Why do I feel a drive to do this kind of work? Well, ultimately I seek to promote human welfare. I know one person can make a difference, regardless of how frustrating the process can sometimes be. My spirituality provides a strong basis for my desire to help others, to see others united in a common cause, to work hand-in-hand with other religions, other humans and other nationalities to promote human welfare. As someone else said above, you get back much, much more than you give both in personal growth and many other unexpected ways.  Humanitarian work is not easy. I don’t do it to feel good. I don’t do it to write about it. I don’t do it to tell others that this is what I do. I do it because at my core, I feel that it is my obligation as a person of faith and ultimately, as a human. It is hard work. In fact, it is very, very hard work. It takes me away from my family. It removes me from my comfort zone. It costs me time and money. So it is impossible for me to separate my experiences with the impact that I have on others. We are, after all, only human. Each of us struggles each day with our own shortcomings, our own frustrations, and our own feelings. Why should our experience with humanitarian work be any different? The biggest mistake we could each make would be to walk away from any experience and not learn from it. Whether we seek to engage in a single charitable act or a long-term commitment to humanitarian work, we should seek to grow as individuals and as a community of humans who seek to better the world. We should expect to gain some benefit from doing this kind of work… and maybe if we don’t we are not looking at ourselves closely enough. According to the classic Chinese text, Tao te Ching, “He who knows others is learned; He who knows himself is wise.” I think the answer, for me at least, is to acknowledge that I do benefit personally from doing humanitarian work. But, I do the work in spite of the benefit that I gain from it, not because of it. Above I used the pronouns “I” and “me” initially to make a point – I would argue that at some level participation in humanitarian work is about the individual. But, maybe we should strive to start there and then take our participation to the next level. Instead of attempting to separate individual benefit from the outward impact of humanitarian work, we should focus on the positive impact that each person can make, regardless of the driving force. Writing about the impact of humanitarian work allows each of us to deepen our own personal experience and hopefully allow us to share that experience with those around us. Doing medical volunteer work, I strive to be both learned and wise.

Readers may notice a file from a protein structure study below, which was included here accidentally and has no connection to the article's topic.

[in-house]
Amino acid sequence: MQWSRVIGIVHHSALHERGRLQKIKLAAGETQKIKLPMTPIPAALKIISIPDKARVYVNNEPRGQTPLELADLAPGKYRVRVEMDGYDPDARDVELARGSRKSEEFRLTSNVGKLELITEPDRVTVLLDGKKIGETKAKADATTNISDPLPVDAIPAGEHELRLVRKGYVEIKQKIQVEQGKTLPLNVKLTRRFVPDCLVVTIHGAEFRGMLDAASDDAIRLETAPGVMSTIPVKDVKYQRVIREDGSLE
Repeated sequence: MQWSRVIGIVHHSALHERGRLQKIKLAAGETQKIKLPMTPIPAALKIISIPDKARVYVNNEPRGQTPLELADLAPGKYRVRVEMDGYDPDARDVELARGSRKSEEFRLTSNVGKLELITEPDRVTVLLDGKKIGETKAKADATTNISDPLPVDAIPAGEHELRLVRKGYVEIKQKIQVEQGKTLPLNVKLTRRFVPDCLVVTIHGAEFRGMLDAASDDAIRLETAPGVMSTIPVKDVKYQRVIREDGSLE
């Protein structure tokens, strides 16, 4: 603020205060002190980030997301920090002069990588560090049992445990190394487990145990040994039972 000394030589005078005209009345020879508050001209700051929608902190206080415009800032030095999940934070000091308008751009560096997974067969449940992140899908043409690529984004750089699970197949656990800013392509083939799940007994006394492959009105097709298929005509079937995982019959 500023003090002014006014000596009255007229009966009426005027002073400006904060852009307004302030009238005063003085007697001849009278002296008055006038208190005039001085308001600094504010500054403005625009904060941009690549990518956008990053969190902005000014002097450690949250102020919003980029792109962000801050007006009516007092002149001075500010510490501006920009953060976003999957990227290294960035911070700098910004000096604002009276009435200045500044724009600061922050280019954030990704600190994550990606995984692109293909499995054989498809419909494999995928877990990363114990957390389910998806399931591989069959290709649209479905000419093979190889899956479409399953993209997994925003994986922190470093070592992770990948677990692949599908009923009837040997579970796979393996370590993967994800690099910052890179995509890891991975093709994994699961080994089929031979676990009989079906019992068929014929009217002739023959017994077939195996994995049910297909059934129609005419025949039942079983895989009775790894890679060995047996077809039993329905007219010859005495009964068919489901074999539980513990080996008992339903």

Michelle Notrica, PharmD, JD